Shas party leader MK Aryeh Deri in the Knesset, Jerusalem, March 13, 2024. (Yonatan Sindel/Flash90)

“I think that Tally Gotliv and Moshe Saada have all the legitimacy to say [their piece] and try to influence and convince [others] of their views about a law that was in the coalition agreements and needed by the partners in the coalition, but once a decision has been made not to agree with them they need to vote with the coalition. That’s the way the system in Israel works,” he said.

A bill revived

Following pushback by National Unity leader Benny Gantz and New Hope leader Gideon Sa’ar, the bill had been indefinitely put on ice by lawmakers earlier this year but their subsequent exit from the coalition paved the way for its reintroduction.

After it was placed back on the committee’s docket, Saada accused the Religious Zionism party of acting “like thieves in the night” — while Gotliv posted on an internal committee WhatsApp group that “there are enough laws to prepare that are connected to the war.”

“Leave the disputes and this law for better days and take it off the agenda,” she wrote at the time.

Lawmakers from both the coalition and opposition voiced objections to the reintroduction of the law during Tuesday’s hearing, with Gotliv repeatedly interrupting the proceedings as Rothman called for order.

Chair of the Knesset Constitution, Law and Justice Committee MK Simcha Rothman heads a meeting at the Knesset in Jerusalem on June 18, 2024. (Yonatan Sindel/Flash90)

The committee’s Likud members planned to vote against the bill because “the heads of the [local] authorities know how to decide [on rabbis] better than the ministries,” Gotliv told Rothman.

During the hearing, Rothman ordered the removal of Yesh Atid MK Yorai Lahav-Hertzanu after he loudly decried the law. In a tweet, Lahav-Hertzanu called the committee meeting a “horror show by Simcha Rothman, who just threw me out of the committee just because I asked a question about a section of the law.”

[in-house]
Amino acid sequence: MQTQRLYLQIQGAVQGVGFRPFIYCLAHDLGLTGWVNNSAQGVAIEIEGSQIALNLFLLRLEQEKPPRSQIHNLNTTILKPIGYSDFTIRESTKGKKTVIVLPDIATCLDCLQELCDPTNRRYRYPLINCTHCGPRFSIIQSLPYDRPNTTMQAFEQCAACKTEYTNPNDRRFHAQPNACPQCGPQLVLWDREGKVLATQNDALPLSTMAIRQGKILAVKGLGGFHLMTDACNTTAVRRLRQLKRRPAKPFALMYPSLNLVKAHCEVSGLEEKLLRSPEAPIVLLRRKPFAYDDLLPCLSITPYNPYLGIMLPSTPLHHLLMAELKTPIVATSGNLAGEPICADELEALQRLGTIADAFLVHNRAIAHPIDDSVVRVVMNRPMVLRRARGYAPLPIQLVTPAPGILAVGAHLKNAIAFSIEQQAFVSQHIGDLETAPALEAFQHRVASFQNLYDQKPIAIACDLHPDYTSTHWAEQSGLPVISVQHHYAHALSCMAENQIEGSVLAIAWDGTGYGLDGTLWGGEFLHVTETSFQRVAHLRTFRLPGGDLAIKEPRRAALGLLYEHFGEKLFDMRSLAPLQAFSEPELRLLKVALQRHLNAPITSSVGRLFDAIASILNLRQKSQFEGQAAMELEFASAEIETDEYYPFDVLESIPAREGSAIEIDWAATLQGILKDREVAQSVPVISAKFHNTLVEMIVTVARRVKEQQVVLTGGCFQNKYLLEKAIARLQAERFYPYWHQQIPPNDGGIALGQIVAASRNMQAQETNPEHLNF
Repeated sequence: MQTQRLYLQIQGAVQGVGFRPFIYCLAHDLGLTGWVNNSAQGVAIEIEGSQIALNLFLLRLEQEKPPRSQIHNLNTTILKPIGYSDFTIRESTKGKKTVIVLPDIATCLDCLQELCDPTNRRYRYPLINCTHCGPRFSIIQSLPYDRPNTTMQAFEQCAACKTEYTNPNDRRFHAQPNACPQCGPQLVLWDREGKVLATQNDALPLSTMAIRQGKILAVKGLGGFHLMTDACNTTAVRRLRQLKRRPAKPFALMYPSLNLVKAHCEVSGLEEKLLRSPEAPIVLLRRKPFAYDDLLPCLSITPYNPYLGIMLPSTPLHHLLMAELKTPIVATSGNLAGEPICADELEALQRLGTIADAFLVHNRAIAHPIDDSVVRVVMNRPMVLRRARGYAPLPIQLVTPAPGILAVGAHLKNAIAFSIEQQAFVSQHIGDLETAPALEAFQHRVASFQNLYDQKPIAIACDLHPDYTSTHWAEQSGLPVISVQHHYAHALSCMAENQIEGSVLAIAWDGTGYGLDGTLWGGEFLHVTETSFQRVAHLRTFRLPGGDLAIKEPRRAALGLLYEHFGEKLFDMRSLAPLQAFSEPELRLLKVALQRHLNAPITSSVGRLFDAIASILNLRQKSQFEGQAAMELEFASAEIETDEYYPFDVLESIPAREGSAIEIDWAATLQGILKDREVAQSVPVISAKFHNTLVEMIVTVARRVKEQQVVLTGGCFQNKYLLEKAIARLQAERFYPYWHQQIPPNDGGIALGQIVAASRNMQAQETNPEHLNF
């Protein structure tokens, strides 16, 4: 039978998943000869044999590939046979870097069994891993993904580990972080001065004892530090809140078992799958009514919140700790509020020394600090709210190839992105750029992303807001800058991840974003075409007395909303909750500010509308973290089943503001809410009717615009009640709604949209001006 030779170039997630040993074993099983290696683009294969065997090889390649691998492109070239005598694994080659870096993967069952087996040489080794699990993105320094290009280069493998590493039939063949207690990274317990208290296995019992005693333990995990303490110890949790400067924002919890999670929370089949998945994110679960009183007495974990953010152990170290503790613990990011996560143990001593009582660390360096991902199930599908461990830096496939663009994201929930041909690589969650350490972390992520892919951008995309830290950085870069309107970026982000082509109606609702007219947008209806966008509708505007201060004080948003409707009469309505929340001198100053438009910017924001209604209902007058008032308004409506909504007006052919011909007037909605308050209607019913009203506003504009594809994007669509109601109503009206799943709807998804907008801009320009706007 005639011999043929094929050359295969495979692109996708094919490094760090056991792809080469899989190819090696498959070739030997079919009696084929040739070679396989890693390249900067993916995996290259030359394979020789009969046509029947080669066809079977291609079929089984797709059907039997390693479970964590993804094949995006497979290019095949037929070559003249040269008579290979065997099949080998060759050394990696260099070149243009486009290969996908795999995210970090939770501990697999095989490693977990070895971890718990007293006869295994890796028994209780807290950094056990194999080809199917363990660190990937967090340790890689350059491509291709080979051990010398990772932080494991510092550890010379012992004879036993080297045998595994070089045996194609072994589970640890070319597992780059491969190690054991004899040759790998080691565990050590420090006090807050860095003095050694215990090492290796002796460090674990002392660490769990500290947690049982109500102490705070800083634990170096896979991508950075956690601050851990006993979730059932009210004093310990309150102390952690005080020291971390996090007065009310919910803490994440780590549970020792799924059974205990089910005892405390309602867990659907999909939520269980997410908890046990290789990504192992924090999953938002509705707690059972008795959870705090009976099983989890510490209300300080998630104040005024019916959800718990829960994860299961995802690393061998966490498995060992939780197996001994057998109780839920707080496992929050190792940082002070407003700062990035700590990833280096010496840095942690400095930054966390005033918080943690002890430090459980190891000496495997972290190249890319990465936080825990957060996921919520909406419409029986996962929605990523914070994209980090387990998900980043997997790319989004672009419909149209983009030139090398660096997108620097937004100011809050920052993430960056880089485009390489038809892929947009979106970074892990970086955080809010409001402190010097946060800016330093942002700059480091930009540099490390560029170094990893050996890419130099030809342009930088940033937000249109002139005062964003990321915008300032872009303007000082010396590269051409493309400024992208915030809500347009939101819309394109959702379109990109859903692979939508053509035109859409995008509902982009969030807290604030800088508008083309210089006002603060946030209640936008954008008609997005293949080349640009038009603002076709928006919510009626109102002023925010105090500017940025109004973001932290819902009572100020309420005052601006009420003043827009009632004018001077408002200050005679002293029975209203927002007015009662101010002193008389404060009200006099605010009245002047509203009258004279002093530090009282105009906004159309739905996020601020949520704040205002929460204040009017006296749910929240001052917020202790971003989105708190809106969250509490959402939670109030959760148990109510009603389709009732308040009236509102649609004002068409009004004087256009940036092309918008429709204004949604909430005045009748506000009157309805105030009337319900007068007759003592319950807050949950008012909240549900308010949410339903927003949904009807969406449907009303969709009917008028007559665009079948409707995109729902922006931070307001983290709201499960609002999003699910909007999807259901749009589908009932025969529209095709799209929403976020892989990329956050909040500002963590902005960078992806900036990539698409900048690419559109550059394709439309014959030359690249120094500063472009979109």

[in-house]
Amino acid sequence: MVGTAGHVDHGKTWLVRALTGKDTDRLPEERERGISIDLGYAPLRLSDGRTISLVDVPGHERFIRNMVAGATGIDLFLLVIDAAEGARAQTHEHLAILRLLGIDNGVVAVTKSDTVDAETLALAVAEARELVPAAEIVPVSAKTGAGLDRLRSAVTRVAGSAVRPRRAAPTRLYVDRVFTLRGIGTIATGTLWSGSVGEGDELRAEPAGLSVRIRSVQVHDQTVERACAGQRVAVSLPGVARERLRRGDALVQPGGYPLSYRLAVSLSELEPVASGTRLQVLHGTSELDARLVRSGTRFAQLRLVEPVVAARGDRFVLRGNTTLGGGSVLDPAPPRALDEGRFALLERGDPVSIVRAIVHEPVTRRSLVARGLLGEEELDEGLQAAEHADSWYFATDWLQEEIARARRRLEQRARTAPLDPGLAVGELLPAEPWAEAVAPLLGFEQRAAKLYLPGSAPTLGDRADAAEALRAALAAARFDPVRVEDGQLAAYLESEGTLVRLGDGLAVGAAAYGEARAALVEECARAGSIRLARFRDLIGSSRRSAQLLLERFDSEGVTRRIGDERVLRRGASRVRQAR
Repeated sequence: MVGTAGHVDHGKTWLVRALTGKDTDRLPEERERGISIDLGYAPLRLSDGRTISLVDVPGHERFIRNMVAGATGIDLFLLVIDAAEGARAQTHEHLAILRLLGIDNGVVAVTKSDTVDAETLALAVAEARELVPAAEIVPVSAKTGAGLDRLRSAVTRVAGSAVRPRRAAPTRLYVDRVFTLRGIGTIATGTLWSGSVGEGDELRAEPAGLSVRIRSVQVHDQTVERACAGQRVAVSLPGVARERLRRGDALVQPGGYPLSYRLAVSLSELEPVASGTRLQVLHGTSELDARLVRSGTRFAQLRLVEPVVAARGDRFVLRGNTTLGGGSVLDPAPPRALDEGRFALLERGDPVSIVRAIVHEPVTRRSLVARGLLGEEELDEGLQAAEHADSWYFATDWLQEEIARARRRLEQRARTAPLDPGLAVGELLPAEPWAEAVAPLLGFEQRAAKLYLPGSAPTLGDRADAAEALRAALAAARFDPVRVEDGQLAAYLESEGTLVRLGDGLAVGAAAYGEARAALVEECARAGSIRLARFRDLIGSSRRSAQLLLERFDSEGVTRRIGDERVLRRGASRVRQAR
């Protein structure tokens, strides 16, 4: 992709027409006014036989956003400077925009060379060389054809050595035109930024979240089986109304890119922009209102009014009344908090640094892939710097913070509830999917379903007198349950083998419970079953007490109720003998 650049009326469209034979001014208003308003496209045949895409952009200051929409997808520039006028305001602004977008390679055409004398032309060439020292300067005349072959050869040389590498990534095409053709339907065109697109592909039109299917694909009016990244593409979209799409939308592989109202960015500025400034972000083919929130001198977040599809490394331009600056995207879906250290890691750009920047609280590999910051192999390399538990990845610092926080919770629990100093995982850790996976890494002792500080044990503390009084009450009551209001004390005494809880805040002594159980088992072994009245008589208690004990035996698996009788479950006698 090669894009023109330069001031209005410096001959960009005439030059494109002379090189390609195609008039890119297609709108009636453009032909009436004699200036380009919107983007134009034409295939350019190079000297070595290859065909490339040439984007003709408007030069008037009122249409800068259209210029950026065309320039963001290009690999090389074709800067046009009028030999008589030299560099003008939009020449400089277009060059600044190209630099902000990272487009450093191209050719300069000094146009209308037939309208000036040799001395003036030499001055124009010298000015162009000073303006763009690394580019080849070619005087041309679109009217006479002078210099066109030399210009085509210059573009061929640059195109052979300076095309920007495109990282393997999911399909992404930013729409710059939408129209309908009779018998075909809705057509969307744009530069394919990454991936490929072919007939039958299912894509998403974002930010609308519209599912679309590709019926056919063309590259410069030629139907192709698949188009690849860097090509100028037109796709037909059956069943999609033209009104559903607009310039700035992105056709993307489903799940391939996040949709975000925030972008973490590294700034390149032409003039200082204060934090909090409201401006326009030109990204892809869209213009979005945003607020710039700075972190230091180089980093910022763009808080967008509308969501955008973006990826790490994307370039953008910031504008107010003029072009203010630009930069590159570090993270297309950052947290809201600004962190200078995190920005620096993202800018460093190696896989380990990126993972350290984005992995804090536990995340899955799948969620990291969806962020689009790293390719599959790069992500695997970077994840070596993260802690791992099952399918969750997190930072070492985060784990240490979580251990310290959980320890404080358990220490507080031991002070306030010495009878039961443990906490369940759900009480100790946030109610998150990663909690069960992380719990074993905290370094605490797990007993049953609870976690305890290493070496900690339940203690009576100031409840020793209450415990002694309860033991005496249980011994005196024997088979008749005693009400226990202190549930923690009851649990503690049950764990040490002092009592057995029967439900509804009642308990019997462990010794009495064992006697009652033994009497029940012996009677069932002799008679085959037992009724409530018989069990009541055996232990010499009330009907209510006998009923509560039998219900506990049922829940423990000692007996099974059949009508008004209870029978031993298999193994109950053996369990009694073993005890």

The law is “a moral disgrace, and I will continue to oppose it with all my might,” he said.

Representatives of local government, who would be expected to shoulder part of the financial burden of the newly appointed rabbis, also came out swinging against Rothman on Tuesday.

“Is now the time to bring in this stupid legislation?” asked Ashkelon Mayor Tomer Glam.

Chief Ashkenazi Rabbi David Lau, left, attends a Chief Rabbinate Council meeting with his Sephardic counterpart Rabbi Yitzhak Yosef and David Lau’s father and predecessor Meir Lau, in Jerusalem on December 24, 2023. (Courtesy of the Chief Rabbinate)

“You should be ashamed,” he yelled, accusing lawmakers of adding further financial burden on his municipality during wartime “instead of discussing how to help the city of Ashkelon.”

“Thirty people were murdered in my city [on October 7],” he declared. “There is no sense to this.”

Later on Tuesday evening, the far-right Otzma Yehudit party decried what it claimed was a “political deal” between Likud, Shas and the United Arab List party in which MK Mansour Abbas would abstain from voting in the committee.

In a statement, Shas party calls Otzma Yehudit’s claim a “complete lie,” declaring that it had not made “any agreement with any Arab party or any opposition party to support the Rabbis Law” and expects to pass it with all 64 members of the coalition voting in favor in the Knesset plenum.

Otzma Yehudit chairman Itamar Ben Gvir is “spreading lies in order to blackmail Shas into accepting the appointment of rabbis he desires, or the appointment of one or another chief rabbi,” the ultra-Orthodox party accused.

“Shas expects that the coalition agreement signed with it will be fulfilled, and if Itamar Ben Gvir decides to violate coalition discipline and vote against the law the responsibility will be solely on him.”